I find it extensively in my woods here in New Hampshire. I like it as a ground cover - I will have to move some into my garden soon.

The berries are edible, if a bit bland. I find the very fuzzy pink flowers utterly charming - well worth stretching out on your belly for a closer look!

Positive chitwoodstock On May 12, 2004, chitwoodstock from Camden, AR wrote:

I have cultivated several patches of Partridge Berry in my "natural" garden. I prefer indigenous plants and this is readily available in the Gulf Coastal Plains Area of Arkansas. It likes partial - full shade and sandy, but fertile soil. Grows slowly and requires watering for first season to start, but the blooms and berries are quite rewarding.

Positive misplacednewfie On Feb 21, 2004, misplacednewfie wrote:

I'm in British Columbia Canada and have a partridge berry bush in my garden. It is propagated by division and it transplants easily, and may also be grown from stratified seed or stem cuttings. This berry bush grows in abundance in Newfoundland Canada in pine forested areas. Also makes a lovely jam when made with apples.

Positive suncatcheracres On Oct 9, 2003, suncatcheracres from Old Town, FL wrote:

This beautiful little plant is growing all over on my six acres in Northcentral Florida, zone 8b, in the shade of huge old live oak trees. It is by far my most attractive native plant, and I am desperately trying to get rid of the native poison ivy, trumpet creeper and Virginia creeper, while encouraging this little spreading vine. It looks like a dark green carpet in the middle of my driveways and along my paths--anywhere in the shade that I have mowed down the other undergrowth. The plant is too prostrate to be affected by mowing.

It has delicate lavender tinged, white flowers in early Summer and now in early Fall I see the occasional red berry. The small flowers always grow in pairs and their ovaries unite to produce only one berry, which has two "dimples," one from each flower.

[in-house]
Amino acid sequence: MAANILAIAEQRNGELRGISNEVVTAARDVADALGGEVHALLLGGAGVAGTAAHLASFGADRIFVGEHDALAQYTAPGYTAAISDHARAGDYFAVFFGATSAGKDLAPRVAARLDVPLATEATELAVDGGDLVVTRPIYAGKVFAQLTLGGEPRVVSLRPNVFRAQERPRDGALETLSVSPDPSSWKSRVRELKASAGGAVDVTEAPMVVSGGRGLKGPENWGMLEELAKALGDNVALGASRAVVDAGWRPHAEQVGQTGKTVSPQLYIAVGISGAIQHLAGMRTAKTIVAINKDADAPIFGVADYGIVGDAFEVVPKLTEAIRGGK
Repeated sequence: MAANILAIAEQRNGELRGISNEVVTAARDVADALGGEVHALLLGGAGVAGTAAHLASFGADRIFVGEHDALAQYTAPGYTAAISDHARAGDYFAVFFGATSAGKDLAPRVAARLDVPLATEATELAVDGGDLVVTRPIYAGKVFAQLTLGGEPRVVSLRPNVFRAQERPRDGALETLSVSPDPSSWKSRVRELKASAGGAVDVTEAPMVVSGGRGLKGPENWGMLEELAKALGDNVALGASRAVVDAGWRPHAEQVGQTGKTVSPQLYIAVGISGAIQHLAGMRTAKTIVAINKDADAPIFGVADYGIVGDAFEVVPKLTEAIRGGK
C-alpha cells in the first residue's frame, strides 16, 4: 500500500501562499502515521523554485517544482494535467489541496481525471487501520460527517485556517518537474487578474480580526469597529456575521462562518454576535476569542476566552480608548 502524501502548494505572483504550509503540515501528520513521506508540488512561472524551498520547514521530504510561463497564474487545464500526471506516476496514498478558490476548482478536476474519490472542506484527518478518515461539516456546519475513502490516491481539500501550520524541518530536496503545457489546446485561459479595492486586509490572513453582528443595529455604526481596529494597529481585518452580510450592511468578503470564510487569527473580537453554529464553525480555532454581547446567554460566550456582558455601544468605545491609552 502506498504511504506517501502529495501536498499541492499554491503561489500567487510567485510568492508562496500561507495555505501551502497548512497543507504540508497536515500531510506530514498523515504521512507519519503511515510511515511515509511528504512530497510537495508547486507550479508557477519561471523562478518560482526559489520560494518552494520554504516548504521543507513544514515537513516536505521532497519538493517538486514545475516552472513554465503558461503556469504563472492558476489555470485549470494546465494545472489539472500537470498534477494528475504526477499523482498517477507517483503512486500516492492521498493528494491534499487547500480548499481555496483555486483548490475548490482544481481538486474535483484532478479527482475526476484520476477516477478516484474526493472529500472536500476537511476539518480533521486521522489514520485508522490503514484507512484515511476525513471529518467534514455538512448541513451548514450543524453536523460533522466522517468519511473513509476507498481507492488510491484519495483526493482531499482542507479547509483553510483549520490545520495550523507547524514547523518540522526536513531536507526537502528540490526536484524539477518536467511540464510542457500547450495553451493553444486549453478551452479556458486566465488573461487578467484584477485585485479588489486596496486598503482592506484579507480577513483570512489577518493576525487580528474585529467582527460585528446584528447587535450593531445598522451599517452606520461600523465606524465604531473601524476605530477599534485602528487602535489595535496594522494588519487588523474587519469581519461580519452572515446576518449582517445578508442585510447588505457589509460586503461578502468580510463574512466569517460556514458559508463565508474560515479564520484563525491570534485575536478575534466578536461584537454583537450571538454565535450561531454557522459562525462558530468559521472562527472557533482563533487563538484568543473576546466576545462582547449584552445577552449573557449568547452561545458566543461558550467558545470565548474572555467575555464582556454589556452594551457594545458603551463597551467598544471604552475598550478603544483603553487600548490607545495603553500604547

The American indigenous people used this plant extensively as medicine, especially for women in childbirth, hence the name "Squaw Vine." A Google search will bring up several purveyors of Homeopathic medicine still selling some version of this plant--tinctures, etc.

The plant is considered part of the climax undergrowth vegetation in several forest communities in the Eastern USA. It lives off of rain water here--we get over 60 inches of rain--and with our very wet, just-past Summer, I have noticed it increasing its area on my property, which is very welcome to me, as I think it is just a really very attractive little plant, especially in mass. It will even take some traffic, as it is growing quite happily under my clothes lines.


This plant has been said to grow in the following regions:

Birmingham, Alabama
Spanish Fort, Alabama
Camden, Arkansas
Morrilton, Arkansas
Bartow, Florida
Keystone Heights, Florida
Old Town, Florida
Oviedo, Florida
Brunswick, Georgia
Washington, Illinois
Abita Springs, Louisiana
Buckfield, Maine
Centreville, Maryland
East Brookfield, Massachusetts
Worcester, Massachusetts
National City, Michigan
Saint Helen, Michigan
West Branch, Michigan
Tilton, New Hampshire
Ballston Lake, New York
Buffalo, New York
Durham, North Carolina
Elizabeth City, North Carolina
Manteo, North Carolina
Sunset Beach, North Carolina
Akron, Ohio
Millersburg, Pennsylvania
Port Matilda, Pennsylvania
Charleston, South Carolina
Conway, South Carolina
Clarksville, Tennessee
Viola, Tennessee
Belton, Texas
Lufkin, Texas
New Caney, Texas
San Augustine, Texas
Blacksburg, Virginia
Newport News, Virginia
Great Cacapon, West Virginia